Strabismus is a vision disorder characterized by the misalignment of the eyes, which are not oriented synchronously. Thus, it is not only an aesthetic anomaly but, in most cases, is also a disorder that may be more or less severe. For this reason, it is best to schedule an eye examination as soon as possible to assess the situation.
The orthoptist is the main technical figure to assist ophthalmic physicians. It is also involved in the diagnosis and treatment of eye alignment problems.
Strabismus: Why it arises
Strabismus is a vision disorder characterized by the misalignment of the eyes, which are not oriented synchronously: One eye, in fact, points in a different direction than the other, an asynchrony that generates a splitting of the perceived image.
Each eye gives the brain a distinct image as if it were “a camera.” When the eyes are correctly aligned, the brain combines the two images while providing stereopsis: depth perception.
In those with strabismus, one eye may look straight ahead. The other deviate inward – convergent strabismus, or exotropia, respectively – outward – divergent strabismus, exotropia – or upward or downward – vertical strabismus, hypertropia, and hypotropia, respectively. This defect hinders proper binocular vision.
If left undiagnosed and untreated, strabismus in younger patients can progress to amblyopia: The child tends to suppress one of the two images, using only one eye, thereby losing stereoscopic vision, that is, the sense of depth.
If the suppression is constant, the deviated eye is no longer used, as it creates confusion, and visual acuity does not develop adequately.
Strabismus can occur at any age, and not only in pediatric age.
In adulthood, the onset of strabismus causes diplopia, that is, double vision. The brain, after getting accustomed to using the images from both eyes, cannot suppress the image from the deviated eye, and the effect is severely disabling.
The leading causes of strabismus, although not always known, are:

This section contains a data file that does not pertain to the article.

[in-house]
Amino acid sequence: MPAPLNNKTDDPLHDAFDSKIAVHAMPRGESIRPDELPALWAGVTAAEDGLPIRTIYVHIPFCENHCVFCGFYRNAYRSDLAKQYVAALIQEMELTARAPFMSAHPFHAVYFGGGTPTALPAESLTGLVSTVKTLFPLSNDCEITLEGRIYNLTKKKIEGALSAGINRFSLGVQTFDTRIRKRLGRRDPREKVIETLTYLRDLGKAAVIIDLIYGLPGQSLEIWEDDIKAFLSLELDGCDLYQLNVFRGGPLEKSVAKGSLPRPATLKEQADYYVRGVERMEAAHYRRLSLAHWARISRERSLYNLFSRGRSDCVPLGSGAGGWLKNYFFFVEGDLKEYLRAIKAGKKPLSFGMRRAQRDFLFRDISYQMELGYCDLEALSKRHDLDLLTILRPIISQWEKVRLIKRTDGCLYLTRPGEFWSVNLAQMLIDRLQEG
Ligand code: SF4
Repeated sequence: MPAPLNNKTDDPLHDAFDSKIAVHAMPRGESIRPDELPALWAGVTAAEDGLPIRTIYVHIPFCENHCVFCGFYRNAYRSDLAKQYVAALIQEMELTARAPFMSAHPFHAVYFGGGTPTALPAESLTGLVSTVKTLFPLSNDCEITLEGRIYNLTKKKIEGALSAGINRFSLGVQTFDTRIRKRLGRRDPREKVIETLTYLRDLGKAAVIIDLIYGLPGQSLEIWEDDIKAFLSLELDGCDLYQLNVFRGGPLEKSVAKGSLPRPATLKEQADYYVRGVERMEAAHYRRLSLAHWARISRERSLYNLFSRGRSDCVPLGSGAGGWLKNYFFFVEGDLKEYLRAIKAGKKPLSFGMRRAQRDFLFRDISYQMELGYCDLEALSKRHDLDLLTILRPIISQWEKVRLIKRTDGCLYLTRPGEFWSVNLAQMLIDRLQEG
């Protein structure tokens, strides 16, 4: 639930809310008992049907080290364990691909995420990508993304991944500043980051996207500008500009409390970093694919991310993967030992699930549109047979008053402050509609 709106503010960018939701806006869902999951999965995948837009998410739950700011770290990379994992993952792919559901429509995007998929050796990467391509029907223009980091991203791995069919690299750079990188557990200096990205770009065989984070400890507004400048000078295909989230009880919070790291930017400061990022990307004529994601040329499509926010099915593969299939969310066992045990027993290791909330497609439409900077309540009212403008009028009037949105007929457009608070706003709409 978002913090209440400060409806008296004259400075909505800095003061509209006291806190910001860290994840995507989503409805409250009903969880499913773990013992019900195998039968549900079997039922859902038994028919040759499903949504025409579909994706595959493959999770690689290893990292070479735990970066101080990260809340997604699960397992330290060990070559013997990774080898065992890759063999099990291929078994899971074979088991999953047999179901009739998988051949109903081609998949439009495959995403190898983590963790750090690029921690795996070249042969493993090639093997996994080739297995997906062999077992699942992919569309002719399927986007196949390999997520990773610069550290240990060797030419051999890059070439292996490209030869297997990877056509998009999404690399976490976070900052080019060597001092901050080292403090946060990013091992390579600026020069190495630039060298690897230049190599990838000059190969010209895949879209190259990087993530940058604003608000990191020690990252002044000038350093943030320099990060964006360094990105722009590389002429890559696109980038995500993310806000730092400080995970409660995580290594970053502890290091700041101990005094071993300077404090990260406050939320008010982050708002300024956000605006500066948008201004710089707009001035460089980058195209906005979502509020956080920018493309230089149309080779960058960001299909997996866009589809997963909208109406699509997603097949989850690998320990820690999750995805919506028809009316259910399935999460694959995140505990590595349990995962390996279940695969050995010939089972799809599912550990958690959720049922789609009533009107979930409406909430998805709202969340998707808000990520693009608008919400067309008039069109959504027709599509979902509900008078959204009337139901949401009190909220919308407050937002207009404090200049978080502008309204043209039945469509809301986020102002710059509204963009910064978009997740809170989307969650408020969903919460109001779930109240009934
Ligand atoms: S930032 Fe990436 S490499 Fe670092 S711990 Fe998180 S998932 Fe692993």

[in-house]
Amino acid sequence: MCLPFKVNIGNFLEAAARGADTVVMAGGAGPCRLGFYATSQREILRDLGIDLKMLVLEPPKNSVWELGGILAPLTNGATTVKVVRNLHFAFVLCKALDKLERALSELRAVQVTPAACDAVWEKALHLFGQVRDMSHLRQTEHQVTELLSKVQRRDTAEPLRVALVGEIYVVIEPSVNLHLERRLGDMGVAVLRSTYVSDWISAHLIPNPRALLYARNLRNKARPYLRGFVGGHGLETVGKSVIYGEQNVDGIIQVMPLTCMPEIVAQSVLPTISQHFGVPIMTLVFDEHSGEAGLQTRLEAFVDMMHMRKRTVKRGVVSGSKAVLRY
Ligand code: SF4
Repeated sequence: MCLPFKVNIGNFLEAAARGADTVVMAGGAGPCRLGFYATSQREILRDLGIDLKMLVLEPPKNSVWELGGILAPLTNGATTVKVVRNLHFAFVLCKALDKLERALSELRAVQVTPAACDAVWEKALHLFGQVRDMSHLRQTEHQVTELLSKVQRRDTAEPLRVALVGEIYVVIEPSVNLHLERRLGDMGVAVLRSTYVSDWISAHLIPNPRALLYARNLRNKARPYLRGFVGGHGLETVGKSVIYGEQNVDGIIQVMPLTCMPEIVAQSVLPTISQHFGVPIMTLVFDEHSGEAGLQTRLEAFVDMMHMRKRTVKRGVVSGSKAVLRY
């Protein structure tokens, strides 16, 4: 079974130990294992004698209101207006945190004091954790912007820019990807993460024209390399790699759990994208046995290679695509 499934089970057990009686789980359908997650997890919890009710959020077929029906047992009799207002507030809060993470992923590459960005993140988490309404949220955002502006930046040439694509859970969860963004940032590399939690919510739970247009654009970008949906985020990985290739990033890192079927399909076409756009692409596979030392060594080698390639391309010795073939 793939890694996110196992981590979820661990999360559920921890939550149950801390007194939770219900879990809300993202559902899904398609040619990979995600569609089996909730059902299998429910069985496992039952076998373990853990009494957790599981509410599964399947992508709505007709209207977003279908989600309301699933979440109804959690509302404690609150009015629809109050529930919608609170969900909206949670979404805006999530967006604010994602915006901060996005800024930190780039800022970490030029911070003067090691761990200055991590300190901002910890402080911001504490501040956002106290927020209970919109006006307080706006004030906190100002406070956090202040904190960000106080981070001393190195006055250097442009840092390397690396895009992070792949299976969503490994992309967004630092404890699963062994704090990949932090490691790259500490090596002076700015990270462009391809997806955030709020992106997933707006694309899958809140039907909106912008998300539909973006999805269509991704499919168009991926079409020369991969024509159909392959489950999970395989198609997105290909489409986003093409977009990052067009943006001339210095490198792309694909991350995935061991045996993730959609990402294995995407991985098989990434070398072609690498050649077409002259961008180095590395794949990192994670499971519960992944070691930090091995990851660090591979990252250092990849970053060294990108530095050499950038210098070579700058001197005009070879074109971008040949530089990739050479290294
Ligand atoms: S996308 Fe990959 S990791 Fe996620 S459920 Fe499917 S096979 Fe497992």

- Genetic predisposition;
- Eye diseases that prevent the eye from seeing properly and fixing objects, such as cataracts or eyelid ptosis, for example;
- Refractive defects (hyperopia, myopia, astigmatism). An uncorrected visual defect can prevent good vision and hinder the development of eye movement;
- Cerebral paresis. it is the brain that coordinates eye movements, so strabismus is quite common in cases of brain disorders;
- Paresis of one or more eye muscles;
- Underlying conditions such as neurological diseases, trauma, diabetes, hypertension, etc.
When is it good to consult a specialist?
An eye examination and orthoptic examination are essential to obtain a correct diagnosis.
Children should, therefore, be examined periodically from the earliest months to assess vision and detect any strabismus.
The diagnostic procedure includes:
- Comprehensive eye examination with visual acuity examination;
- Corneal light reflex examination;
- Cover test;
- Stereopsis examination (three-dimensional vision ability);
- Ocular motility study.
In the case of cranial nerve palsy, diagnostic imaging examinations, such as computed tomography (CT) or magnetic resonance imaging (MRI), are required.
The eye and its anatomical structures can be examined precisely thanks to new instrumentation, resulting in accurate diagnoses and appropriate treatments for each situation.
Strabismus: How is it treated?
The treatment approach to strabismus can be surgical and non- surgical.
The non-surgical approach mainly consists of four options:
- Correction of any refractive defect;
- Occlusion of the eye that sees best to force the use of the other, weaker eye. This therapy involves covering the “strong” eye for a few hours during the day, perhaps with an eye patch tampon or an opaque lens, so the “lazy” eye can recover its visual ability. Once equal visual acuity is achieved in the two eyes, the occlusion is gradually reduced while monitoring that the result obtained remains stable over time;
- Prismatic lenses, helpful in restoring binocular vision to the patient. These specific lenses, once applied to the eyeglass, help the eye to change its position;
- Orthoptic exercises, which can reduce muscle imbalance in the eyes.
Where non-surgical procedures are not effective, surgical intervention is needed.
Surgery can correct the imbalance of the eye muscles to maintain a situation as close to normal as possible.
In some cases, only the muscles of the deviated eye can undergo surgery. In others, surgery will be performed on the muscles of both eyes to allow a realignment as precise as possible and to correct the ability of one or more eye muscles to act.
However, several operations may be necessary to achieve the desired result.